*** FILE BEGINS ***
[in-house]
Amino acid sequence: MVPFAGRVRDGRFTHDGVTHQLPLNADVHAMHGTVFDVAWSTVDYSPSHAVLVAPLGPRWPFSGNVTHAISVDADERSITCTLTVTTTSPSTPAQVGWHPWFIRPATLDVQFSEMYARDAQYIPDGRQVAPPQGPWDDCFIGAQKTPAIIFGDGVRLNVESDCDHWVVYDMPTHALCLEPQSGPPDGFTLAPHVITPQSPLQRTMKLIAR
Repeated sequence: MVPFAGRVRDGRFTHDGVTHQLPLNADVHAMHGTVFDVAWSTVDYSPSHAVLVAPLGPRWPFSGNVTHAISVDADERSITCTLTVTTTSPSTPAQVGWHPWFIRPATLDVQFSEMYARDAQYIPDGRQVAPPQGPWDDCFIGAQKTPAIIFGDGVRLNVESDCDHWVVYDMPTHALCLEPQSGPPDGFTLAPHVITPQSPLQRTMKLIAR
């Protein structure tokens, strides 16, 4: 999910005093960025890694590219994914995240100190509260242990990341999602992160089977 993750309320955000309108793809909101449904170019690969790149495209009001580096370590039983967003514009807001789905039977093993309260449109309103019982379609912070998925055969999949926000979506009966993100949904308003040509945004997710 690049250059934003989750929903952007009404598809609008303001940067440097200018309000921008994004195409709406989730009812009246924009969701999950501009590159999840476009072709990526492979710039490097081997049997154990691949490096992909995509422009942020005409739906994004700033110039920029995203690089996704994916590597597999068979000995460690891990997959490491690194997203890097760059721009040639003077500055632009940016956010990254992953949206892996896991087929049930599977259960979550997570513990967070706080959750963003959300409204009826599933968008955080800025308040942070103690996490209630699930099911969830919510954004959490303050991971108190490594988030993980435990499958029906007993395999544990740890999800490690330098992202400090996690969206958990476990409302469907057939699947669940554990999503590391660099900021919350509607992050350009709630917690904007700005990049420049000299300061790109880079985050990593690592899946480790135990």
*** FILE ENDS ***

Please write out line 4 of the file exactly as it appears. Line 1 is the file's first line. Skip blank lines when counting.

């Protein structure tokens, strides 16, 4: 999910005093960025890694590219994914995240100190509260242990990341999602992160089977 993750309320955000309108793809909101449904170019690969790149495209009001580096370590039983967003514009807001789905039977093993309260449109309103019982379609912070998925055969999949926000979506009966993100949904308003040509945004997710 690049250059934003989750929903952007009404598809609008303001940067440097200018309000921008994004195409709406989730009812009246924009969701999950501009590159999840476009072709990526492979710039490097081997049997154990691949490096992909995509422009942020005409739906994004700033110039920029995203690089996704994916590597597999068979000995460690891990997959490491690194997203890097760059721009040639003077500055632009940016956010990254992953949206892996896991087929049930599977259960979550997570513990967070706080959750963003959300409204009826599933968008955080800025308040942070103690996490209630699930099911969830919510954004959490303050991971108190490594988030993980435990499958029906007993395999544990740890999800490690330098992202400090996690969206958990476990409302469907057939699947669940554990999503590391660099900021919350509607992050350009709630917690904007700005990049420049000299300061790109880079985050990593690592899946480790135990």